Cover your assets: Business Interruption insurance, part 2

When your business shuts down from a fire, hurricane or because a car plowed into the side of your building, how are you going to pay your mortgage or rent, payroll, medical insurance, telephone, advertising, and most importantly, yourself? If you have Business Interruption insurance, you are covered.

Business Interruption pays for your expenses when your business is closed because of a loss that that is covered by your policy. Your profit is covered, too! If you are a sole proprietor and your monthly profit is approximately $4,000 after expenses — meaning that’s what you take home for your personal life — your insurance policy will keep that coming until you reopen for business, provided, of course, that repairs proceed at a reasonable pace.

Here are five things to know about buying Business Interruption coverage:

Ask for it!

Most policies don’t automatically include Business Interruption coverage, however it can easily be added to almost any property policy, the same one that covers your building and/or your business furniture, fixtures, inventory and improvements. For landlords, it is often called Loss of Rents.

Know your coverage

Business Interruption insurance kicks in once you have incurred a covered loss to your business property that makes you unable to be open, or to operate at a reduced capacity. Coverage can begin as soon as three days after the loss; some policies have longer waiting periods after windstorms or hurricanes.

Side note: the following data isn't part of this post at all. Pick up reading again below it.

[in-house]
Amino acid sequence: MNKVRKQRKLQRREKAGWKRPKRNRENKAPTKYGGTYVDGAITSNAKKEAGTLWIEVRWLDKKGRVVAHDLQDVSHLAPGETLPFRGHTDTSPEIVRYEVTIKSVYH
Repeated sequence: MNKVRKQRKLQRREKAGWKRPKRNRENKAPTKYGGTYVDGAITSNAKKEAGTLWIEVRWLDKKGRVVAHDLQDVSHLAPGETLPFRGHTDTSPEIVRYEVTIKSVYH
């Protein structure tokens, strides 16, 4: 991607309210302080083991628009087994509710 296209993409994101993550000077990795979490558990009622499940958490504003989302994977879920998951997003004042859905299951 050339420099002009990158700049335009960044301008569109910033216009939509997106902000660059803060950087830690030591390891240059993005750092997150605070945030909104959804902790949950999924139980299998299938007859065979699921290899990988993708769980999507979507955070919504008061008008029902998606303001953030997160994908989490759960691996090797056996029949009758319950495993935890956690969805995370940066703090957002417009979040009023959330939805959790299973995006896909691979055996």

Learn what’s covered

If your policy excludes hurricane or theft, the same exclusions apply to your Business Interruption coverage. Tell your agent what you’re concerned about and find out if your policy covers those things.

Prepare for what’s

not covered

Business Interruption does not cover loss of market; for example, if sales are slow due to the economy, a disaster that takes place elsewhere or flood damage. It only applies when your own business property is damaged from a covered peril. Have a separate financial cushion for any of these possibilities.

Check out extras

What would happen if your major supplier for parts, food or inventory had a horrible fire? “Dependent Properties” replaces your income stream that’s lost, if a location you rely upon is damaged. Would you be in the dark without electricity? Add coverage for loss of power (be sure it includes overhead transmission lines). Will it take more than 30 days after you reopen for your clients to come back in droves? Add “Extended Period of Indemnity” so that your insurance policy pays you the difference between your pre-loss income and your new one.

Remember, all business insurance policies are different. Talk with your agent and read your policy so you know you have covered your assets.

• Have a question about business insurance you’d like answered in this column? Email Pamela V. Brown at Pam has 30 years experience in the insurance industry, most in Hawai‘i. Contact Pam at 821-8899, call her mobile at 651-3533 or visit online at


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